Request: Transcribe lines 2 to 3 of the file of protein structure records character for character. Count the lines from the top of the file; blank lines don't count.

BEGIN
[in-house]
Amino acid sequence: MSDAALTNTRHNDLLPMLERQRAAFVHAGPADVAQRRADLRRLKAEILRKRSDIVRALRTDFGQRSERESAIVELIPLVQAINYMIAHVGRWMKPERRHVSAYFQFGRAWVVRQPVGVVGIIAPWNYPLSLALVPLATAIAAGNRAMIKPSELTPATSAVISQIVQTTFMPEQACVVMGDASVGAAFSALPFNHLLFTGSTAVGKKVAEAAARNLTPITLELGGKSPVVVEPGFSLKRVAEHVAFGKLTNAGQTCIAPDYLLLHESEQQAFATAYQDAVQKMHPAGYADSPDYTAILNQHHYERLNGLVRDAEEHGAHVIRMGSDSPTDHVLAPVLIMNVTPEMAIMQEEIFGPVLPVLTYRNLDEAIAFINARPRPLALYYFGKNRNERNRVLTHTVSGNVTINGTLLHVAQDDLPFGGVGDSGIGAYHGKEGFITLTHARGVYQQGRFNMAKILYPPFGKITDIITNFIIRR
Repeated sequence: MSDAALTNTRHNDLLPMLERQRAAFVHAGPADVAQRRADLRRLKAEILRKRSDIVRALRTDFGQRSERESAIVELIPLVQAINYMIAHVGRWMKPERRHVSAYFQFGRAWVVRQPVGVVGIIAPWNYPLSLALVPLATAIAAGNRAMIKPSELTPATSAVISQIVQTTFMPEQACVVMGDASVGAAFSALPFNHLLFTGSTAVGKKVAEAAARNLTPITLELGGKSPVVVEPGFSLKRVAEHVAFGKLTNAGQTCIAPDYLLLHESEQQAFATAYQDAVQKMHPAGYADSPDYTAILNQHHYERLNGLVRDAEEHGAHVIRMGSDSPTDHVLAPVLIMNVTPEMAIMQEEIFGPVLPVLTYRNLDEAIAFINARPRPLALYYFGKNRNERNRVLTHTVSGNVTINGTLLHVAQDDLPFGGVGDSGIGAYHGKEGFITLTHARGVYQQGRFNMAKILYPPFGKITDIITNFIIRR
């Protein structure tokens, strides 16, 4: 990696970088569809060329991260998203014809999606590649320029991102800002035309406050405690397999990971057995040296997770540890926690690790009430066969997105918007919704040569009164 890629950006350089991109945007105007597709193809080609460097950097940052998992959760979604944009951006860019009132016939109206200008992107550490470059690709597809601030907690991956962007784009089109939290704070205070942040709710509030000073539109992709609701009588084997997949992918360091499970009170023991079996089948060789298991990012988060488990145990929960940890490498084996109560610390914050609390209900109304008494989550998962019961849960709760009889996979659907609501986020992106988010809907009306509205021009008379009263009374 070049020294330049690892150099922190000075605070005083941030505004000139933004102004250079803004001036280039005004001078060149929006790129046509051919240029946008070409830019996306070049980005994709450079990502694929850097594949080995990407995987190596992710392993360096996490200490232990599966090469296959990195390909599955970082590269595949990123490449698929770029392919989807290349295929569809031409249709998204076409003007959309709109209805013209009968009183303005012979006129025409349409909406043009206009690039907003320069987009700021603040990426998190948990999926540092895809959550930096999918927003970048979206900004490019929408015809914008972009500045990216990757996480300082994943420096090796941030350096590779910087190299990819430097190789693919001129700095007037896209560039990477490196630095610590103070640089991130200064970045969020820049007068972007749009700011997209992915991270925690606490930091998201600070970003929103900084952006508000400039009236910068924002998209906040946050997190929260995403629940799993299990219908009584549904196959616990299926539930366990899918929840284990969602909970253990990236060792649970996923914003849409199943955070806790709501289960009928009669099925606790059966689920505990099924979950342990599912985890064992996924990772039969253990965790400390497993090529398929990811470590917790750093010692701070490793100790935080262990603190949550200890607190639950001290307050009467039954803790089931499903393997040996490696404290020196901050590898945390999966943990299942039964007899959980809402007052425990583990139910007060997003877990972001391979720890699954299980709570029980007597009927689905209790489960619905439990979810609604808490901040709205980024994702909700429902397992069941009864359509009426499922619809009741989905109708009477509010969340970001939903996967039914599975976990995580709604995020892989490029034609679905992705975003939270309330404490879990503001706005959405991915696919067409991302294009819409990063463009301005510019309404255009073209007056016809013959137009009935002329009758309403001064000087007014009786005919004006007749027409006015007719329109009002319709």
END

Amino acid sequence: MSDAALTNTRHNDLLPMLERQRAAFVHAGPADVAQRRADLRRLKAEILRKRSDIVRALRTDFGQRSERESAIVELIPLVQAINYMIAHVGRWMKPERRHVSAYFQFGRAWVVRQPVGVVGIIAPWNYPLSLALVPLATAIAAGNRAMIKPSELTPATSAVISQIVQTTFMPEQACVVMGDASVGAAFSALPFNHLLFTGSTAVGKKVAEAAARNLTPITLELGGKSPVVVEPGFSLKRVAEHVAFGKLTNAGQTCIAPDYLLLHESEQQAFATAYQDAVQKMHPAGYADSPDYTAILNQHHYERLNGLVRDAEEHGAHVIRMGSDSPTDHVLAPVLIMNVTPEMAIMQEEIFGPVLPVLTYRNLDEAIAFINARPRPLALYYFGKNRNERNRVLTHTVSGNVTINGTLLHVAQDDLPFGGVGDSGIGAYHGKEGFITLTHARGVYQQGRFNMAKILYPPFGKITDIITNFIIRR
Repeated sequence: MSDAALTNTRHNDLLPMLERQRAAFVHAGPADVAQRRADLRRLKAEILRKRSDIVRALRTDFGQRSERESAIVELIPLVQAINYMIAHVGRWMKPERRHVSAYFQFGRAWVVRQPVGVVGIIAPWNYPLSLALVPLATAIAAGNRAMIKPSELTPATSAVISQIVQTTFMPEQACVVMGDASVGAAFSALPFNHLLFTGSTAVGKKVAEAAARNLTPITLELGGKSPVVVEPGFSLKRVAEHVAFGKLTNAGQTCIAPDYLLLHESEQQAFATAYQDAVQKMHPAGYADSPDYTAILNQHHYERLNGLVRDAEEHGAHVIRMGSDSPTDHVLAPVLIMNVTPEMAIMQEEIFGPVLPVLTYRNLDEAIAFINARPRPLALYYFGKNRNERNRVLTHTVSGNVTINGTLLHVAQDDLPFGGVGDSGIGAYHGKEGFITLTHARGVYQQGRFNMAKILYPPFGKITDIITNFIIRR